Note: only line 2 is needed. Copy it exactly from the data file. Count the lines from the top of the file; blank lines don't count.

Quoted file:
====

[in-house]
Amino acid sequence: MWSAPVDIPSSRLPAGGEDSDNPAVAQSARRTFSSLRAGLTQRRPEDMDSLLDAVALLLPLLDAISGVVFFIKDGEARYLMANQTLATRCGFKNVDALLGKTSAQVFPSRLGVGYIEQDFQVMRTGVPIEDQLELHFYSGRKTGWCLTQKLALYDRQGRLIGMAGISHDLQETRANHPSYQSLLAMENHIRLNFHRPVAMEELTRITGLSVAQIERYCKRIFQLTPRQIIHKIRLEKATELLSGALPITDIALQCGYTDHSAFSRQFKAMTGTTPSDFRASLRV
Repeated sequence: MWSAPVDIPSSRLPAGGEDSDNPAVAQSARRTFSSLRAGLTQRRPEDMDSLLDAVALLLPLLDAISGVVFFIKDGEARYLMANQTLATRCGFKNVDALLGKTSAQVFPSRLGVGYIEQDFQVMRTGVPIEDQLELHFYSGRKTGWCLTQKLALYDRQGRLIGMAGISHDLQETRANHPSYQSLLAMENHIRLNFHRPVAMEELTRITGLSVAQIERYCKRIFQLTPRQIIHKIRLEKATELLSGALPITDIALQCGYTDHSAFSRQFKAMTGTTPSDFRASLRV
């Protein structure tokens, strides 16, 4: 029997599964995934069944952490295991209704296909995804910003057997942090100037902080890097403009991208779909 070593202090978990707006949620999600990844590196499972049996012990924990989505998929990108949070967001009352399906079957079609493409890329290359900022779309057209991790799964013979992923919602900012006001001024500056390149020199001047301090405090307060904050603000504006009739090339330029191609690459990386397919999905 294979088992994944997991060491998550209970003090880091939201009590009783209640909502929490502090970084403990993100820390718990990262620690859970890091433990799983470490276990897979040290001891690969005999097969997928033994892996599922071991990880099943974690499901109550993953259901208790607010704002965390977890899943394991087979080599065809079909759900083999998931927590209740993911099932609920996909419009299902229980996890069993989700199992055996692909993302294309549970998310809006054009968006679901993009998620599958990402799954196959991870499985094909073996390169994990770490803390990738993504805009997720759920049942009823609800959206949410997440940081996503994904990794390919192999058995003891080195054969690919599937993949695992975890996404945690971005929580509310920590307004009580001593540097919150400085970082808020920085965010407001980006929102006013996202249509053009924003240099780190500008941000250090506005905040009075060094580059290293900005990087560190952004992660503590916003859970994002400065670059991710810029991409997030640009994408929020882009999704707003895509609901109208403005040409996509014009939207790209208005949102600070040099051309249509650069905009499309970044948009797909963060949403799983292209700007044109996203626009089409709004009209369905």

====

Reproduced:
Amino acid sequence: MWSAPVDIPSSRLPAGGEDSDNPAVAQSARRTFSSLRAGLTQRRPEDMDSLLDAVALLLPLLDAISGVVFFIKDGEARYLMANQTLATRCGFKNVDALLGKTSAQVFPSRLGVGYIEQDFQVMRTGVPIEDQLELHFYSGRKTGWCLTQKLALYDRQGRLIGMAGISHDLQETRANHPSYQSLLAMENHIRLNFHRPVAMEELTRITGLSVAQIERYCKRIFQLTPRQIIHKIRLEKATELLSGALPITDIALQCGYTDHSAFSRQFKAMTGTTPSDFRASLRV